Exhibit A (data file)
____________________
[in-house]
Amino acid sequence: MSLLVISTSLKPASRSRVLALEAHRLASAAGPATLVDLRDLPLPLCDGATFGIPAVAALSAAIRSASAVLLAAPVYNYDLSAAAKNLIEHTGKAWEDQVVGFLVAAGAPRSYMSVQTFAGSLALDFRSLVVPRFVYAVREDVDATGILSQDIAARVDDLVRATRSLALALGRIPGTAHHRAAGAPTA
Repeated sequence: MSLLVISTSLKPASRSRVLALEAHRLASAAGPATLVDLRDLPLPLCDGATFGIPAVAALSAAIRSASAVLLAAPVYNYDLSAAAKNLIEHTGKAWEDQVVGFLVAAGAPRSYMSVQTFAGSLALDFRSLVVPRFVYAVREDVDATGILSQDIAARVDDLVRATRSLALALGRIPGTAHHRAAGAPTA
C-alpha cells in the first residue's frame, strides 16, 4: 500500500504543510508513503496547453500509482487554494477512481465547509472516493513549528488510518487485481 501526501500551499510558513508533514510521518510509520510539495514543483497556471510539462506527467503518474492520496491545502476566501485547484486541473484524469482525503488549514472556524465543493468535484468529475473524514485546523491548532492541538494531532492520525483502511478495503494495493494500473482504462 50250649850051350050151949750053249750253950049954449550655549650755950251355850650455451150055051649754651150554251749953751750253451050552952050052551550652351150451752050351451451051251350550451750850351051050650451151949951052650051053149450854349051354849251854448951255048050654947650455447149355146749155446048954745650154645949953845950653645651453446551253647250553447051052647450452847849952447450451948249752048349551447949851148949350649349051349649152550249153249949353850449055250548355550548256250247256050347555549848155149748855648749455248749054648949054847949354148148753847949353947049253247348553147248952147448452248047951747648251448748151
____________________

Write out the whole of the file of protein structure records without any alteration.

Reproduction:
[in-house]
Amino acid sequence: MSLLVISTSLKPASRSRVLALEAHRLASAAGPATLVDLRDLPLPLCDGATFGIPAVAALSAAIRSASAVLLAAPVYNYDLSAAAKNLIEHTGKAWEDQVVGFLVAAGAPRSYMSVQTFAGSLALDFRSLVVPRFVYAVREDVDATGILSQDIAARVDDLVRATRSLALALGRIPGTAHHRAAGAPTA
Repeated sequence: MSLLVISTSLKPASRSRVLALEAHRLASAAGPATLVDLRDLPLPLCDGATFGIPAVAALSAAIRSASAVLLAAPVYNYDLSAAAKNLIEHTGKAWEDQVVGFLVAAGAPRSYMSVQTFAGSLALDFRSLVVPRFVYAVREDVDATGILSQDIAARVDDLVRATRSLALALGRIPGTAHHRAAGAPTA
C-alpha cells in the first residue's frame, strides 16, 4: 500500500504543510508513503496547453500509482487554494477512481465547509472516493513549528488510518487485481 501526501500551499510558513508533514510521518510509520510539495514543483497556471510539462506527467503518474492520496491545502476566501485547484486541473484524469482525503488549514472556524465543493468535484468529475473524514485546523491548532492541538494531532492520525483502511478495503494495493494500473482504462 50250649850051350050151949750053249750253950049954449550655549650755950251355850650455451150055051649754651150554251749953751750253451050552952050052551550652351150451752050351451451051251350550451750850351051050650451151949951052650051053149450854349051354849251854448951255048050654947650455447149355146749155446048954745650154645949953845950653645651453446551253647250553447051052647450452847849952447450451948249752048349551447949851148949350649349051349649152550249153249949353850449055250548355550548256250247256050347555549848155149748855648749455248749054648949054847949354148148753847949353947049253247348553147248952147448452248047951747648251448748151